Metal/Epoxy Inlay

by David J. Marks

  • Cut metal tubes to length. Insert 7/32” diameter aluminum tube into the ¼ “square brass tube. Mill a piece of hardwood 12” long x 1 ½ “wide x ¾” thick. Set the table saw blade to 45 degrees and 3/8” high and rip two cuts down the middle creating a V groove. Tape the metal tubes into the V groove and cut them to length at the band saw. A blade with 6 teeth per inch will work. Allow enough length to trim off a minimum of 1/8 “. For turnings that will be bored at a 45 degree angle this means enough length to be seen on the inside as well as the outside so the length will be approximately 1 ½ “. For flat inlay work allow ¼” minimum depth and 1/8” to trim off so the length would be 3/8”.
  • Fill the 7/32” aluminum tubes with colored epoxy. Make sure you use a slow setting epoxy. The pigments must be compatible with epoxy. I have had success with Mixol pigments available thru Woodcraft stores as well as automotive pigments, dry powdered colors (Mohawk and other finishing supply companies supply these) and Mica powders. Mica powders are ground up from Mica stone and treated with titanium dioxides to color them. When using liquid pigments, use the smallest amount necessary to create an opaque color (not translucent). If you add too much liquid pigment to the epoxy, you will soften it.  The epoxy can be dripped into the tubes by gravity or injected…. I use a thin metal rod (1/16”) to stir the glue and drip it into the tubes. Sometimes I’ll use a vacuum cleaner to draw the glue into the tubes. Once it begins to run out of the other end, then I will dam the end with a piece of masking tape. Next I’ll clean the outside with acetone to remove excess glue then stand it upright to dry by setting it into a piece of Styrofoam .   For the injection method: mix the colors into the epoxy, then use a glue syringe (available thru Woodcraft supply). Remove the plunger from the syringe and pour the epoxy into the syringe. Next place the plunger back in to the syringe and hold it upright until the air bubble moves to the top. Then push out the air. With nitrile gloves on place your finger over the tip of the syringe and then pull back on the plunger. This will create a vacuum in the tube and draw the air bubbles towards the plunger. Now you can push forward and inject the epoxy into the tubes. Once it begins to come out of the bottom of the tubes then you can dam the ends with masking tape, clean them with acetone and stand them up in a block of Styrofoam to dry.
  • Once the glue has cured overnight, you can glue the aluminum tubes into the brass square tubes. You will need to test the fit and see if they will go together. If not, it might be necessary to file the inside edge of the brass tubes with a small needle file. Follow the previous procedure except this time you will want to use a contrasting color.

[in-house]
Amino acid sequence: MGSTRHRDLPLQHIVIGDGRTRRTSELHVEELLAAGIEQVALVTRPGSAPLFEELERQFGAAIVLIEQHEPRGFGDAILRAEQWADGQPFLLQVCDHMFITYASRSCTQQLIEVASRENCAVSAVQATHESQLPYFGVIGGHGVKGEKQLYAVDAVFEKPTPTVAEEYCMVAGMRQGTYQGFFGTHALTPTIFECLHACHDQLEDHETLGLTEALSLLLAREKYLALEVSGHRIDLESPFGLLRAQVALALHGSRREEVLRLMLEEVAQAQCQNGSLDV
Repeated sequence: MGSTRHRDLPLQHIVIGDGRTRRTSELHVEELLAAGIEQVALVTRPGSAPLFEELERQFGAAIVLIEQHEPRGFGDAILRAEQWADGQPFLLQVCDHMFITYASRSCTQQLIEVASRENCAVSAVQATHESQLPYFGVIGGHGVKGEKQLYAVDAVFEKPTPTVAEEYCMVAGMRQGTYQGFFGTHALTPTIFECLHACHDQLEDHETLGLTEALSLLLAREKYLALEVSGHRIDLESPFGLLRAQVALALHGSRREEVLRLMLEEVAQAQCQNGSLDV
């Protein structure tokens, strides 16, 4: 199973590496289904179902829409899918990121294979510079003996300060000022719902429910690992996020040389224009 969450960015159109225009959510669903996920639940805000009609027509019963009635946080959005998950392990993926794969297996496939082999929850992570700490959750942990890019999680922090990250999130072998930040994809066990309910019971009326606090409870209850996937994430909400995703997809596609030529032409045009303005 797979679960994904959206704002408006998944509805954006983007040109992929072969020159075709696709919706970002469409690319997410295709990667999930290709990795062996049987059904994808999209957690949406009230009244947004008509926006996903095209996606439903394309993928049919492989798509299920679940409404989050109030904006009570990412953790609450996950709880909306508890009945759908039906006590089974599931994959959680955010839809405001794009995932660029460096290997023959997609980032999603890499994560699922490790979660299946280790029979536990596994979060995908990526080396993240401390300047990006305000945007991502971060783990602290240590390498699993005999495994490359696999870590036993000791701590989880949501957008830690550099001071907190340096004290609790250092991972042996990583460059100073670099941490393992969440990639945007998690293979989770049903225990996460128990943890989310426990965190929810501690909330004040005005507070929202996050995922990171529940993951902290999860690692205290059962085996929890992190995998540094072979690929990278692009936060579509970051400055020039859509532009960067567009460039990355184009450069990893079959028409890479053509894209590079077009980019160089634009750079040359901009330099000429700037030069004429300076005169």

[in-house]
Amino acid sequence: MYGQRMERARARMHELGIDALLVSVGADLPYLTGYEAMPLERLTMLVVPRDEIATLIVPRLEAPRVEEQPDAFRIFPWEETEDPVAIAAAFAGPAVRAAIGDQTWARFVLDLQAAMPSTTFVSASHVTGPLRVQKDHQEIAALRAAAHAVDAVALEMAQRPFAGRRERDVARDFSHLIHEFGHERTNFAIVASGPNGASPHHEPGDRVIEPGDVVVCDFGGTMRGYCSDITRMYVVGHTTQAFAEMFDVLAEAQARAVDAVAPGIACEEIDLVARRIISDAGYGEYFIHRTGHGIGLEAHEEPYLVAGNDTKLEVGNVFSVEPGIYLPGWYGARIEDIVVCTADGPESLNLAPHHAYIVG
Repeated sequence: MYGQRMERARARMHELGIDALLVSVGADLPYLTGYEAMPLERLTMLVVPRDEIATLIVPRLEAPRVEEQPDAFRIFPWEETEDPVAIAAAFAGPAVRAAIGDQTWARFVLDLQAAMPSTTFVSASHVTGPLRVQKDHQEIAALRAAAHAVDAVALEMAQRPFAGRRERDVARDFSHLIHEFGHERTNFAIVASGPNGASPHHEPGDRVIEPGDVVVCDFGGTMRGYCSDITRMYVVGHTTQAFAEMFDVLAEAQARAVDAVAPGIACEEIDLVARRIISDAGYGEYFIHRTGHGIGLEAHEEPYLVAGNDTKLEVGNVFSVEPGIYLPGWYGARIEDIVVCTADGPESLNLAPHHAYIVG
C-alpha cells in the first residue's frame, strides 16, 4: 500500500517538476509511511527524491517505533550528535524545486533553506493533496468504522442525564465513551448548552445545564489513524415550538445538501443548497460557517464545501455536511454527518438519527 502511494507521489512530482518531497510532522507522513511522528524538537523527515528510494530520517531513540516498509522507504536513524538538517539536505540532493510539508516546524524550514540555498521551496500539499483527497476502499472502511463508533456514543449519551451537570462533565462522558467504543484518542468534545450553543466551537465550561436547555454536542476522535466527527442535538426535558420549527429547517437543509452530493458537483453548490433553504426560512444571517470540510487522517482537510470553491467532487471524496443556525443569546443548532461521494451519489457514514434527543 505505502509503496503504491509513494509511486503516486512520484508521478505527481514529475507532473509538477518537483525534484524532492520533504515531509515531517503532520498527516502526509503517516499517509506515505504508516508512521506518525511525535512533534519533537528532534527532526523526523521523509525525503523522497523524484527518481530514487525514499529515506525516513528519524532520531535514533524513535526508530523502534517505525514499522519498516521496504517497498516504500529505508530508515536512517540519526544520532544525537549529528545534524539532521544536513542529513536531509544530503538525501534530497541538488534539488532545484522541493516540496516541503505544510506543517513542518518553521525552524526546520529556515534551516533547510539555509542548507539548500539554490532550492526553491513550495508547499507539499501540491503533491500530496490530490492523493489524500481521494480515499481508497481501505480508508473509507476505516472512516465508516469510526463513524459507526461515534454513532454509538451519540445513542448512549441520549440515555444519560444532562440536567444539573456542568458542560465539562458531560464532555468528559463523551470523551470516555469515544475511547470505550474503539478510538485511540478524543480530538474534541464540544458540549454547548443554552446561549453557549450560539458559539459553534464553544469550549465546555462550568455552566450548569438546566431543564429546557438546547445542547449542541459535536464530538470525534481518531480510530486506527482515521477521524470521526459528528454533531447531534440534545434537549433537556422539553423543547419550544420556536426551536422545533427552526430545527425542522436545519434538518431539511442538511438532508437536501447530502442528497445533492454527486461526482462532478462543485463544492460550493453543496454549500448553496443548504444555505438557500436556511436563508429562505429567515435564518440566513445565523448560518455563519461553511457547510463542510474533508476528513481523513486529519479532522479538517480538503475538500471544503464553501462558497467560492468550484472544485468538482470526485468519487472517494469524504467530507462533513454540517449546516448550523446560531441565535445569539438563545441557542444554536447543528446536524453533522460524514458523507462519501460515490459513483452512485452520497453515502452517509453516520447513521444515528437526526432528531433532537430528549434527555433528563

• Drilling the mortises. This can be done using a mortising machine for flat work. For turnings, I like to use a drill press with a mortising attachment. These attachments are available thru Woodcraft for about $70.oo. They are cast iron and sometimes they might need a little help fitting them on the quill. I find that the paint that is sprayed on them, can sometimes be over sprayed onto the inside surface, causing them to resist being mounted.  Take a wooden dowel and wrap some 220 grit sandpaper around it and use that to sand the inside of the area that clamps onto the quill. Once it fits, bolt it in place. Regarding the mortising bits, I find they need a little help as well. I like to hone the outside to sharpen them up. I prefer water stones but I’m sure that oilstones would work as well. There is a cone shaped grinder that can be used to hone the inside of the hollow chisel mortising bit. One more thing, the drill bit doesn’t always stay within the square pattern of the mortise, so I take the drill bit to the grinder and remove some metal from the outside diameter in order to make it small enough to fit within the mortise perimeter.  I think because the drill bit is thin, it can vibrate and cut a small crescent shape outside the mortise which ruins the clean fit of the inlay. When you install the mortising bit in the drill press, seat the bit all the way in and lock it place with the set screw ( option: you can rotate the bit to crate a diamond shape). When you install the drill bit, seat it all the way, and then drop it down 1/32” for clearance.
  • Once the square holes are cut, the next step is to seal the end grain with a thin coat of shellac. A 1 pound cut works well, if you have a thicker mix, add some denatured alcohol to it, to thin it down. Brush a lite coat on (in and around the hole) let it dry and then give it 1 or 2 more coats to be on the safe side. This is a very necessary step because the pigment in the epoxy can bleed (be absorbed) into the end grain which would muddy the borders of the inlay.
  • The final step is to glue the inlay into the holes. If you have only filled the round tubes with colored epoxy, then you can combine the last two steps by mixing the pigment into the epoxy dripping some into the square stock, inserting the round tube, twisting it to spread the glue, then place some epoxy in the hole and lightly hammering the assembly into the holes. Once the glue has cured, then take a hacksaw or go to the band saw and trim it flush.  The remainder can be leveled with a file; it can be smooth with a scraper and finished off with 120 grit sandpaper wrapped around a flat hardwood block.  I think it is important to use a hardwood block with sandpaper because the wood will wear away faster than the epoxy and metal due to the fact that they are ( in most cases other than say ironwood ) harder than the wood.  After everything is leveled and smooth at 120 grit, you can progress thru the various grits to 320 or finer for the final sanding.